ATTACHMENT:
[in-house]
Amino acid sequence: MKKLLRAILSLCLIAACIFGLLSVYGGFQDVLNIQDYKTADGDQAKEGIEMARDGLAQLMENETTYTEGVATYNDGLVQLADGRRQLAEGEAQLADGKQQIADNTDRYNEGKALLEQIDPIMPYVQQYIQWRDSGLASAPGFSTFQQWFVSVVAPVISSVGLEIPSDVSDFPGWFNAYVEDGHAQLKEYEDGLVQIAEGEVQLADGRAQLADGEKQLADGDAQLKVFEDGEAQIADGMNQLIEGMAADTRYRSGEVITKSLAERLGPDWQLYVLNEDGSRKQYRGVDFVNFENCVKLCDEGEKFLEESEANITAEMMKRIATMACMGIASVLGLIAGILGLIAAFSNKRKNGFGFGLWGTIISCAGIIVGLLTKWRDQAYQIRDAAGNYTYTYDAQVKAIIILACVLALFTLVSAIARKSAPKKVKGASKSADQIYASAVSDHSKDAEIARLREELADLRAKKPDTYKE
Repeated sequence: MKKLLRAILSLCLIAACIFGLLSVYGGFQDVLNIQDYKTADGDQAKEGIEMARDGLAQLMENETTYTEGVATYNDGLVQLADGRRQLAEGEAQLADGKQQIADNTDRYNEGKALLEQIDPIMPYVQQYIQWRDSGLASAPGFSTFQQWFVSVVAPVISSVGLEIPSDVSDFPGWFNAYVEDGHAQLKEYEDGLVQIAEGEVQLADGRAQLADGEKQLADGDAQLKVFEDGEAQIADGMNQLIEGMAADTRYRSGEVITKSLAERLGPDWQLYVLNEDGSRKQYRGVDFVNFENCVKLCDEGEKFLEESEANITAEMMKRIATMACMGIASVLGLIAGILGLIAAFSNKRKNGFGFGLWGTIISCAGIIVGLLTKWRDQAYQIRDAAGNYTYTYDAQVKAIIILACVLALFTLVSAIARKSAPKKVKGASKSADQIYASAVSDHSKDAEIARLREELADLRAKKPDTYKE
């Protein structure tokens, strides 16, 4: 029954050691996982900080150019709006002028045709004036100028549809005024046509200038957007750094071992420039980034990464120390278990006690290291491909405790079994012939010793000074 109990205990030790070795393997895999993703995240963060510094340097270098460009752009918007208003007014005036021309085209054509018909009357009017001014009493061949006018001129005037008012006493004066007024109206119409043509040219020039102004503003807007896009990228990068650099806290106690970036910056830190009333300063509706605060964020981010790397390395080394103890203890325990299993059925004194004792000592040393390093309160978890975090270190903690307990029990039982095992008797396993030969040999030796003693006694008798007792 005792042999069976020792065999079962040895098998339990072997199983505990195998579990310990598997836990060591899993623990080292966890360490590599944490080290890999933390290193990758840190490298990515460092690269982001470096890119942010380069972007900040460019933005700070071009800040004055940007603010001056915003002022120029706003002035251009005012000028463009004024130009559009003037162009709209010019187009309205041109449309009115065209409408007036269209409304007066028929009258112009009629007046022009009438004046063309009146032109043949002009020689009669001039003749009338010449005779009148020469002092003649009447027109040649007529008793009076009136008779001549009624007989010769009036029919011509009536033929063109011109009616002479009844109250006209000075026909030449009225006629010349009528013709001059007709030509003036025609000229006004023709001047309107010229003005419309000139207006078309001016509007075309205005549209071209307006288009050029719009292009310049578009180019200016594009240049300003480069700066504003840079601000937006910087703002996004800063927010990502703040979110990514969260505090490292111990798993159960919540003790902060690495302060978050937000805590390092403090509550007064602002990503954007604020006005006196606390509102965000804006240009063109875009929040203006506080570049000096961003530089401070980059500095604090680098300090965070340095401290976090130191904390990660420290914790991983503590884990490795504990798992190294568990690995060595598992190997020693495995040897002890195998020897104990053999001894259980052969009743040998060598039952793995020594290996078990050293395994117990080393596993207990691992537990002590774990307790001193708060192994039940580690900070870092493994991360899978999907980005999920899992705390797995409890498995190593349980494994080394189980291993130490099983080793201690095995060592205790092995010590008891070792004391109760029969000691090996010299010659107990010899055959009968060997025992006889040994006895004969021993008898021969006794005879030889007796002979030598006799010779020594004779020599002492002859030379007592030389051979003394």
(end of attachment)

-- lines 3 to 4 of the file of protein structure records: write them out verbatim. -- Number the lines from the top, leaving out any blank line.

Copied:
Repeated sequence: MKKLLRAILSLCLIAACIFGLLSVYGGFQDVLNIQDYKTADGDQAKEGIEMARDGLAQLMENETTYTEGVATYNDGLVQLADGRRQLAEGEAQLADGKQQIADNTDRYNEGKALLEQIDPIMPYVQQYIQWRDSGLASAPGFSTFQQWFVSVVAPVISSVGLEIPSDVSDFPGWFNAYVEDGHAQLKEYEDGLVQIAEGEVQLADGRAQLADGEKQLADGDAQLKVFEDGEAQIADGMNQLIEGMAADTRYRSGEVITKSLAERLGPDWQLYVLNEDGSRKQYRGVDFVNFENCVKLCDEGEKFLEESEANITAEMMKRIATMACMGIASVLGLIAGILGLIAAFSNKRKNGFGFGLWGTIISCAGIIVGLLTKWRDQAYQIRDAAGNYTYTYDAQVKAIIILACVLALFTLVSAIARKSAPKKVKGASKSADQIYASAVSDHSKDAEIARLREELADLRAKKPDTYKE
């Protein structure tokens, strides 16, 4: 029954050691996982900080150019709006002028045709004036100028549809005024046509200038957007750094071992420039980034990464120390278990006690290291491909405790079994012939010793000074 109990205990030790070795393997895999993703995240963060510094340097270098460009752009918007208003007014005036021309085209054509018909009357009017001014009493061949006018001129005037008012006493004066007024109206119409043509040219020039102004503003807007896009990228990068650099806290106690970036910056830190009333300063509706605060964020981010790397390395080394103890203890325990299993059925004194004792000592040393390093309160978890975090270190903690307990029990039982095992008797396993030969040999030796003693006694008798007792 005792042999069976020792065999079962040895098998339990072997199983505990195998579990310990598997836990060591899993623990080292966890360490590599944490080290890999933390290193990758840190490298990515460092690269982001470096890119942010380069972007900040460019933005700070071009800040004055940007603010001056915003002022120029706003002035251009005012000028463009004024130009559009003037162009709209010019187009309205041109449309009115065209409408007036269209409304007066028929009258112009009629007046022009009438004046063309009146032109043949002009020689009669001039003749009338010449005779009148020469002092003649009447027109040649007529008793009076009136008779001549009624007989010769009036029919011509009536033929063109011109009616002479009844109250006209000075026909030449009225006629010349009528013709001059007709030509003036025609000229006004023709001047309107010229003005419309000139207006078309001016509007075309205005549209071209307006288009050029719009292009310049578009180019200016594009240049300003480069700066504003840079601000937006910087703002996004800063927010990502703040979110990514969260505090490292111990798993159960919540003790902060690495302060978050937000805590390092403090509550007064602002990503954007604020006005006196606390509102965000804006240009063109875009929040203006506080570049000096961003530089401070980059500095604090680098300090965070340095401290976090130191904390990660420290914790991983503590884990490795504990798992190294568990690995060595598992190997020693495995040897002890195998020897104990053999001894259980052969009743040998060598039952793995020594290996078990050293395994117990080393596993207990691992537990002590774990307790001193708060192994039940580690900070870092493994991360899978999907980005999920899992705390797995409890498995190593349980494994080394189980291993130490099983080793201690095995060592205790092995010590008891070792004391109760029969000691090996010299010659107990010899055959009968060997025992006889040994006895004969021993008898021969006794005879030889007796002979030598006799010779020594004779020599002492002859030379007592030389051979003394």